1. Liquidity Measurement Ratios: Introduction
  2. Liquidity Measurement Ratios: Current Ratio
  3. Liquidity Measurement Ratios: Quick Ratio
  4. Liquidity Measurement Ratios: Cash Ratio
  5. Liquidity Measurement Ratios: Cash Conversion Cycle

By Richard Loth (Contact | Biography)

This liquidity metric expresses the length of time (in days) that a company uses to sell inventory, collect receivables and pay its accounts payable. The cash conversion cycle (CCC) measures the number of days a company's cash is tied up in the the production and sales process of its operations and the benefit it gets from payment terms from its creditors. The shorter this cycle, the more liquid the company's working capital position is. The CCC is also known as the "cash" or "operating" cycle.

Formula:


Components:

DIO is computed by:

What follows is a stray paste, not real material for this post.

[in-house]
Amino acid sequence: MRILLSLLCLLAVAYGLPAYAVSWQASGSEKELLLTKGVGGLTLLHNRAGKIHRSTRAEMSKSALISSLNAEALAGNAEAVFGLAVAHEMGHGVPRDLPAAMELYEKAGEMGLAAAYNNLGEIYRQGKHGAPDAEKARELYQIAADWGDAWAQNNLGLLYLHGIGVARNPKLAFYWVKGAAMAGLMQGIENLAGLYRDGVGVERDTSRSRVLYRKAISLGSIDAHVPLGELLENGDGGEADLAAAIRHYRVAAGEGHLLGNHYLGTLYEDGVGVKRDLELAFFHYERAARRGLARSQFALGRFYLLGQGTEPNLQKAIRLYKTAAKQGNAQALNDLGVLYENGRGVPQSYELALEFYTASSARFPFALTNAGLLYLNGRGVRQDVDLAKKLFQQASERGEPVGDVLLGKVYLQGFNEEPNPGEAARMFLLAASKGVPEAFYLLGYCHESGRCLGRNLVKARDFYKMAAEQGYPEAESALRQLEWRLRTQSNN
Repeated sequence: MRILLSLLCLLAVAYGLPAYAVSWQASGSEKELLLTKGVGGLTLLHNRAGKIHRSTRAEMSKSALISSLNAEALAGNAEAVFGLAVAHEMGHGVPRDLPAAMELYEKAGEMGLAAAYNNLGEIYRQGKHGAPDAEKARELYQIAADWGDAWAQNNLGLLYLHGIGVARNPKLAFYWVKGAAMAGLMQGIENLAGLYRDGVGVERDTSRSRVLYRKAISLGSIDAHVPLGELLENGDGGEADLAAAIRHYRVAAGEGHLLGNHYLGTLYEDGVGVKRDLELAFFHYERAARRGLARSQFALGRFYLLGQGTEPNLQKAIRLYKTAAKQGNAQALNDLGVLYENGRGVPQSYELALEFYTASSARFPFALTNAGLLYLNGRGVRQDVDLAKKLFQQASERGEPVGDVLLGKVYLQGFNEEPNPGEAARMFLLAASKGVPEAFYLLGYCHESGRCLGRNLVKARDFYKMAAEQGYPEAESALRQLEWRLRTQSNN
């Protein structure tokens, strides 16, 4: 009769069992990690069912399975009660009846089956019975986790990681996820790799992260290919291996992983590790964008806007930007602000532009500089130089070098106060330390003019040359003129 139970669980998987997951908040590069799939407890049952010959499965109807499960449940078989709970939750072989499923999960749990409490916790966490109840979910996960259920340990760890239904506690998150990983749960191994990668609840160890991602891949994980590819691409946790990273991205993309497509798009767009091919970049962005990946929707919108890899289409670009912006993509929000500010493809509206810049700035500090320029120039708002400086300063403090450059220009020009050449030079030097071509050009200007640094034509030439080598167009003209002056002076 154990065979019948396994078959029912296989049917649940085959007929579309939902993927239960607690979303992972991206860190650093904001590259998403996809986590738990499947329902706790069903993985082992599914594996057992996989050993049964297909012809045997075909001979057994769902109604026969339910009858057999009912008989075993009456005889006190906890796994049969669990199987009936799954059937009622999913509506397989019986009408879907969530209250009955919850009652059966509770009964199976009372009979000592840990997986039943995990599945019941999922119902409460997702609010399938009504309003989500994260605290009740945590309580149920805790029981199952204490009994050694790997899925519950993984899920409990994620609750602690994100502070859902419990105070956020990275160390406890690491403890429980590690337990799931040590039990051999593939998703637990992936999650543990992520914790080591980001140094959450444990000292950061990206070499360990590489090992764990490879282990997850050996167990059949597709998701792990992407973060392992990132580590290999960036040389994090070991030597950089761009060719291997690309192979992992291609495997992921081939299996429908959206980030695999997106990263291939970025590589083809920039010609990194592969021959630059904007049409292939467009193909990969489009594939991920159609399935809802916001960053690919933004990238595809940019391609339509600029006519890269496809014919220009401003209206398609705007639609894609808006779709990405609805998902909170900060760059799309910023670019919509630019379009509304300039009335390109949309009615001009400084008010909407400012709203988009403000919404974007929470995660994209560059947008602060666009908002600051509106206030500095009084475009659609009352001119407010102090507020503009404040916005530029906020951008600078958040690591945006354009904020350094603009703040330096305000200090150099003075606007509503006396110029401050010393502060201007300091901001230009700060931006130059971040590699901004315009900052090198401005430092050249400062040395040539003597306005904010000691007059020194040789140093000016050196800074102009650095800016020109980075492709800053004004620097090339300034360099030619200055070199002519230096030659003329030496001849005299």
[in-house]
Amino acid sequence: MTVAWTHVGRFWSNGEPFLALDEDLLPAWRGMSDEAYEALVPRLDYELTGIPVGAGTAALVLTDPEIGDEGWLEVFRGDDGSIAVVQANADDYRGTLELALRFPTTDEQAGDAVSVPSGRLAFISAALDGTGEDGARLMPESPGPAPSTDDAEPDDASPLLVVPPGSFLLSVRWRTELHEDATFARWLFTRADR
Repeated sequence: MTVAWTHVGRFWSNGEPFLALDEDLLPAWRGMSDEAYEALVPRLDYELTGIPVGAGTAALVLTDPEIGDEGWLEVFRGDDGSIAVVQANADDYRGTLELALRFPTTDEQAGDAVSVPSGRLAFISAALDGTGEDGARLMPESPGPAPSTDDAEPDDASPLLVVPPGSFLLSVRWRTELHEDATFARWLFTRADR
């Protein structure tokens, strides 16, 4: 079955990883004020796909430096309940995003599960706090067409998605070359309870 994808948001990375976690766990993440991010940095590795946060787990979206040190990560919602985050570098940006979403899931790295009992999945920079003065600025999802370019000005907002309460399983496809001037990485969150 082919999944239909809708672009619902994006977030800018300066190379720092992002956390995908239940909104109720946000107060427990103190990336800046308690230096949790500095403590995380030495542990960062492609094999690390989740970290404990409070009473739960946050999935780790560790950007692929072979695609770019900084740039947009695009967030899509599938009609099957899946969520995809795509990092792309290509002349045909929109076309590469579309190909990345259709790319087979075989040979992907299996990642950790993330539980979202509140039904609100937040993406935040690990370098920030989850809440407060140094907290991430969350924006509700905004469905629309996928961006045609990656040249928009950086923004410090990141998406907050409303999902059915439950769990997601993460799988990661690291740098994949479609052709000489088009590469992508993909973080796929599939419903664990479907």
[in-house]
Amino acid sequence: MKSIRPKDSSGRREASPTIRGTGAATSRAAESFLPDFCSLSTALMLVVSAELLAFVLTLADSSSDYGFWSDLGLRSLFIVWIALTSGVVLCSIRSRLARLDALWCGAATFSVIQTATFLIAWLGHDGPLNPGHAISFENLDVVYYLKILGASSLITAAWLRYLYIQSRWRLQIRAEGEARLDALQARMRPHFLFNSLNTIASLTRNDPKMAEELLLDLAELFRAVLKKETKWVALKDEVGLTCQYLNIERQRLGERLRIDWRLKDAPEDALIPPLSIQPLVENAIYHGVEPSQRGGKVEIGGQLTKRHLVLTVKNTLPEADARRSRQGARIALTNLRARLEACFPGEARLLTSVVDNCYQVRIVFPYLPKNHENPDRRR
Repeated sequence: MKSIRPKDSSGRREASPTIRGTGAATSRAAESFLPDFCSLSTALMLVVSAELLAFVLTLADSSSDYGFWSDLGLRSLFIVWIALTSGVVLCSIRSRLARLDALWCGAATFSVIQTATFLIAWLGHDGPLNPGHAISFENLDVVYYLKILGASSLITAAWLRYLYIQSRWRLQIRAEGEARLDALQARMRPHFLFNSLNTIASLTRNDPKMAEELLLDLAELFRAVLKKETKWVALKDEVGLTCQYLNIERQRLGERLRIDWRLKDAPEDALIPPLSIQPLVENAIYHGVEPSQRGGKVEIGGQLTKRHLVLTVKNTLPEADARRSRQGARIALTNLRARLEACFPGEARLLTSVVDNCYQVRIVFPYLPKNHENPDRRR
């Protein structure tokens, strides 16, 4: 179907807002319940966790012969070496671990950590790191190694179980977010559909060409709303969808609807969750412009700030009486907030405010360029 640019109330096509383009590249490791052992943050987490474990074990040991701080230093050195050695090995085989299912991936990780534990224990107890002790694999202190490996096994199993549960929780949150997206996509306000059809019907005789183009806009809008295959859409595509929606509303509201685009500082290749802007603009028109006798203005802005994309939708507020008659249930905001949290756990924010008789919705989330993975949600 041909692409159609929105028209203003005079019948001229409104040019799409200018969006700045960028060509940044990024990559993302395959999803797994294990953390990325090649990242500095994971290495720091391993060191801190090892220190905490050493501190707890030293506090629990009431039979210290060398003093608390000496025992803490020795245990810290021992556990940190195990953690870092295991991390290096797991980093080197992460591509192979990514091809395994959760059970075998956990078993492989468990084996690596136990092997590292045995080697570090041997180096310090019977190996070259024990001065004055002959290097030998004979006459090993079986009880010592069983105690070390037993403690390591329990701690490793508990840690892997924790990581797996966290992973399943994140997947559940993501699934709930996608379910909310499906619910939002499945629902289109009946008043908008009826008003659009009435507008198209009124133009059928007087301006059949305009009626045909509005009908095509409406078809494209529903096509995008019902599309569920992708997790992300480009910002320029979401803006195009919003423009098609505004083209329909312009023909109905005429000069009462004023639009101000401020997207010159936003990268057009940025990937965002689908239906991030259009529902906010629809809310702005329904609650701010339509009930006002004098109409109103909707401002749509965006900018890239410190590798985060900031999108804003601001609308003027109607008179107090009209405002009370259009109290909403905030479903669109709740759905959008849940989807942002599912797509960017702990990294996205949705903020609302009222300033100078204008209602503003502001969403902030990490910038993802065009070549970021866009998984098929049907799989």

1. Dividing the cost of sales (income statement) by 365 to get a cost of sales per day figure;
  2. Calculating the average inventory figure by adding the year's beginning (previous yearend amount) and ending inventory figure (both are in the balance sheet) and dividing by 2 to obtain an average amount of inventory for any given year; and
  3. Dividing the average inventory figure by the cost of sales per day figure.
For Zimmer's FY 2005 (in $ millions), its DIO would be computed with these figures:

(1) cost of sales per day 739.4 ÷ 365 = 2.0
(2) average inventory 2005 536.0 + 583.7 = 1,119.7 ÷ 2 = 559.9
(3) days inventory outstanding 559.9 ÷ 2.0 = 279.9

DIO gives a measure of the number of days it takes for the company's inventory to turn over, i.e., to be converted to sales, either as cash or accounts receivable.


DSO is computed by:
  1. Dividing net sales (income statement) by 365 to get a net sales per day figure;